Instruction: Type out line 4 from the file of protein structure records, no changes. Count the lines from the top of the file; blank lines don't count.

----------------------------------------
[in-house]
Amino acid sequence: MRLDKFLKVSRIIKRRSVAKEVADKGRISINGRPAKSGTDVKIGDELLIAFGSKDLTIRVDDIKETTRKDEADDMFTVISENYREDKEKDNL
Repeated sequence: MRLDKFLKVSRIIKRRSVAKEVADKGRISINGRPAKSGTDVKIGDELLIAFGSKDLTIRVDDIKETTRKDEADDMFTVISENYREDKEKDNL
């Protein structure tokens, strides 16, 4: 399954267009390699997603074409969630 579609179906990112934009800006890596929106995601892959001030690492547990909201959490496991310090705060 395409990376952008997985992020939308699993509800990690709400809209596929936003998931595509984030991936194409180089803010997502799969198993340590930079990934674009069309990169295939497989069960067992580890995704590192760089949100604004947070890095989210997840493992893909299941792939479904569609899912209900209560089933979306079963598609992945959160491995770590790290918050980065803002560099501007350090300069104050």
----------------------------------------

């Protein structure tokens, strides 16, 4: 399954267009390699997603074409969630 579609179906990112934009800006890596929106995601892959001030690492547990909201959490496991310090705060 395409990376952008997985992020939308699993509800990690709400809209596929936003998931595509984030991936194409180089803010997502799969198993340590930079990934674009069309990169295939497989069960067992580890995704590192760089949100604004947070890095989210997840493992893909299941792939479904569609899912209900209560089933979306079963598609992945959160491995770590790290918050980065803002560099501007350090300069104050």